The Duncan Banner

March 3, 2013

More city questions, answers

Ed Darling
The Duncan Banner

DUNCAN — A conversation about Duncan with City Manager Jim Frieda, prompted by a recent series of stories in The Banner, continues today.

  Question: How much money does the city have in its reserve fund?  Is there a benchmark you seek or a goal you maintain? What triggers its use?

  Frieda: We have $1.68 million in unrestricted funds. Our current focus is to reduce unfunded liabilities and debt. Not being able to meet our monthly bills, not being able to meet billing for our wholesale electricity, having a catastrophic failure in our electric services or facing a need for immediate monies would trigger its use.  

  Question:  Are revenues for city utilities considered profit?

  Frieda: The City/Duncan Public Utilities Authority (DPUA) has to satisfy all the same expenses as investor-owned utilities (labor costs, equipment, materials etc.). Net revenues, however, are not paid to investors. They are returned to citizens who purchase water and electricity, supporting fire and police departments, animal control, street repairs, water line breaks, city lakes, airport improvements, parks, cemetery, swimming pool and all the things that make Duncan a great place to live.

  Question: Are you pleased with the Honeywell project? Is the more accurate reading affecting city revenue? What is the payout date?

  Frieda: Meter accuracy has improved. The project has increased revenues. In the long run, utility billing will be enhanced and the process to identify meters that are functioning properly will be simplified. A memo I wrote in February 2012 said, in part: “The project has been a painful process. It has required many painful and sometimes contentious (steps)…to acquire the product desired in a manner and time represented in the contract documents. The city has been reluctant to release funds because various portions of the contract were behind schedule. It appears…Honeywell was motivated by our refusal to release funds, rather than a desire to please customers.”

  More than a year after the contract completion, the City remains in a situation where readings are received, on the average, at a 97 percent rate for use in the billing cycle. That means additional manual input is necessary. As a result, negotiations to improve the warranty and the product continue.

  The payout date is Sept. 15, 2030.

  Question: Would you like the city to have more input in directing how revenue generated from the earmarked half-cent economic development tax is distributed?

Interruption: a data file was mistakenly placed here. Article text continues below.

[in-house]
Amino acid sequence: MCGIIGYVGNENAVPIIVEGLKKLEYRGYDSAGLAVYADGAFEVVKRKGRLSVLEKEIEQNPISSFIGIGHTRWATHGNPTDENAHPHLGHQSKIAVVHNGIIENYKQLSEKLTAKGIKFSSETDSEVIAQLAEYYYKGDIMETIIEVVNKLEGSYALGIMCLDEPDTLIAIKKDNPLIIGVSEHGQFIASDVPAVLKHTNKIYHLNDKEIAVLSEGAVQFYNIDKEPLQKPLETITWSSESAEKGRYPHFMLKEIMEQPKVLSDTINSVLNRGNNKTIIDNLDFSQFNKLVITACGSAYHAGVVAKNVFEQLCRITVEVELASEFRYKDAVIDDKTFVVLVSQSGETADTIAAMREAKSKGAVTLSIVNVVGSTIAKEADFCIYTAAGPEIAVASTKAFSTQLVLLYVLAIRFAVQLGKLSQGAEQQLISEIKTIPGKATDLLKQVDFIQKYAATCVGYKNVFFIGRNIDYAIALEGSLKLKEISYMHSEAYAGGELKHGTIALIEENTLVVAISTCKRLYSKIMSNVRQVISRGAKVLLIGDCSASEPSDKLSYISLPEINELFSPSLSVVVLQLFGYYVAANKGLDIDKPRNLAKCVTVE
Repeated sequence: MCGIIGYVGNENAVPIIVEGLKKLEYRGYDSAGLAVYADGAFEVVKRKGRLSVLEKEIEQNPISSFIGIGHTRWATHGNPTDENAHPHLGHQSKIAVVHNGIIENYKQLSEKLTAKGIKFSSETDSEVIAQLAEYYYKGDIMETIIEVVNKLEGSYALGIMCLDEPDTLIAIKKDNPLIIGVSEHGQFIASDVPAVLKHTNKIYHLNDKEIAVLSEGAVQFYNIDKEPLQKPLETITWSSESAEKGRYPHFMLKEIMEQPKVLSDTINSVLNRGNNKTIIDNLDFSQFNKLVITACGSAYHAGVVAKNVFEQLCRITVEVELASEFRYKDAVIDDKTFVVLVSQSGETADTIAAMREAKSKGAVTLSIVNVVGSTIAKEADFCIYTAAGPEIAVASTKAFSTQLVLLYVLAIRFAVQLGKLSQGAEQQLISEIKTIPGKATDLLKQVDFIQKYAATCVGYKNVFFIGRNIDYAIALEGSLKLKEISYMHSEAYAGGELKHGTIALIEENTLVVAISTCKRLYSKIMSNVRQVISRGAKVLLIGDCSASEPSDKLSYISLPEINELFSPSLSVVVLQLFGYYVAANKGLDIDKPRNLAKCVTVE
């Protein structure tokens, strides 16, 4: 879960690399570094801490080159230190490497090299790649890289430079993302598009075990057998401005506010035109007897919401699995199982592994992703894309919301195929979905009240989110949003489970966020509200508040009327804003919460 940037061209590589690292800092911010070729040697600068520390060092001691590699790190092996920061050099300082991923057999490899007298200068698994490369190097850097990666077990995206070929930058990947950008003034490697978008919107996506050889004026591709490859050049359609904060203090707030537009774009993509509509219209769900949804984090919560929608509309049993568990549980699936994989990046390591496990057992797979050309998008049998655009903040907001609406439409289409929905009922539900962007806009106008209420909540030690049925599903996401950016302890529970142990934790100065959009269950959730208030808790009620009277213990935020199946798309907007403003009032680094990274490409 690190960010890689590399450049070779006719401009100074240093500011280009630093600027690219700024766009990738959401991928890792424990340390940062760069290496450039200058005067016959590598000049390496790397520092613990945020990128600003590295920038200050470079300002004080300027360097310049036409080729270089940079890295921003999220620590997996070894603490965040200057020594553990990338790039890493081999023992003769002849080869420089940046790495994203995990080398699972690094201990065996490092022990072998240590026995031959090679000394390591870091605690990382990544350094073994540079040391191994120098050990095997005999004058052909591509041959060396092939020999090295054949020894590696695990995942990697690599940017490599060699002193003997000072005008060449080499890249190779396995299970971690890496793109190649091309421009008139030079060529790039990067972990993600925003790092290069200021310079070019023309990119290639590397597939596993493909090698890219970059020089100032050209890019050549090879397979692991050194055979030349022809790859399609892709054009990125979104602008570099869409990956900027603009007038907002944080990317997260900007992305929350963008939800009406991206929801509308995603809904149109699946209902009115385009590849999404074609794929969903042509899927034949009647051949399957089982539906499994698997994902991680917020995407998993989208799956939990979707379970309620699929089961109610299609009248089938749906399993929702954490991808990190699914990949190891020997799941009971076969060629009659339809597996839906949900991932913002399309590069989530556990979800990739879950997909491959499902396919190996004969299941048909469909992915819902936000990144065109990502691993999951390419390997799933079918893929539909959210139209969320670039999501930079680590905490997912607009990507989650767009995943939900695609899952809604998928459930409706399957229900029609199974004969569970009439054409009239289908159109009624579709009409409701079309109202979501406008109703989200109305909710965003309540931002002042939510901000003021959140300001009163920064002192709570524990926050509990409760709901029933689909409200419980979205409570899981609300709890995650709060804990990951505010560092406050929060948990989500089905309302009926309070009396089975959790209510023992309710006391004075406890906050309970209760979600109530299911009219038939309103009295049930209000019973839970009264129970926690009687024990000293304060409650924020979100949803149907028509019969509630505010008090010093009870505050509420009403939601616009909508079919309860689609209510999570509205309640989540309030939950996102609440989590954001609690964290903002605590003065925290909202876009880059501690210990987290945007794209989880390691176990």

Frieda: This is a difficult and sensitive question. Let me be clear. My answer is mine alone and does not infer a council opinion.  DAEDF has a dedicated, professional staff that works diligently to draw business here. Its board members have a myriad of talents and unquestionable business experience. But we must remember, the tax may only be collected by the municipal government with revenues transferred to the Economic Development Trust Authority. A contract between DAEDF and the Trust allows the Foundation to use those revenues for economic development. The fund contains in excess of $9 million. All of the funds are secured by interest bearing investments.

  It is fair to say the Foundation, because of the contract, is concerned with industrialization only.  That said, I would like to see the city have input in directing how the half-cent is utilized.  We have a good relationship and that’s important. I would, however, like to see the city have a greater impact on the process.

  Question:  Streets have been a major Duncan problem for decades. What happens should the proposed May general obligation bond election fail?

  Frieda: Our staff has been diligent in putting together a plan for street improvements. It is a good plan. I have been open about the size of our existing debt -- $54,846,543.94 – and the fact we spend $6 million a year for debt service. It has been my goal to reduce debt. But to borrow more money to repair streets while paying off the $10 million we borrowed (in 2007 for street repairs) is just bad business. If the bond fails, I will try to direct additional capital improvement funds to street maintenance. Doing that, of course, means using funds earmarked for other projects.

  Question: Are you pleased with changes made to better manage city investments and funds?

  Frieda: Yes. I am pleased the Mayor and Council participated in making changes. They were done in open session and insure an active role of the Mayor when the investment committee meets. They approved the investment policy as it relates to the type of investments the City can make. The City also changed the type of contract it had with its investment advisor to allow the City to take a more active role in decisions. It allows the staff and Mayor to exercise discretion in the process. I just felt the City did not have sufficient control of investments. The contract with our advisor needed some modifications with the City approving the contract modifications and the Mayor signing for the City.

  NEXT WEEK: Leisure time activities are the subject.

580-255-5354, Ext. 130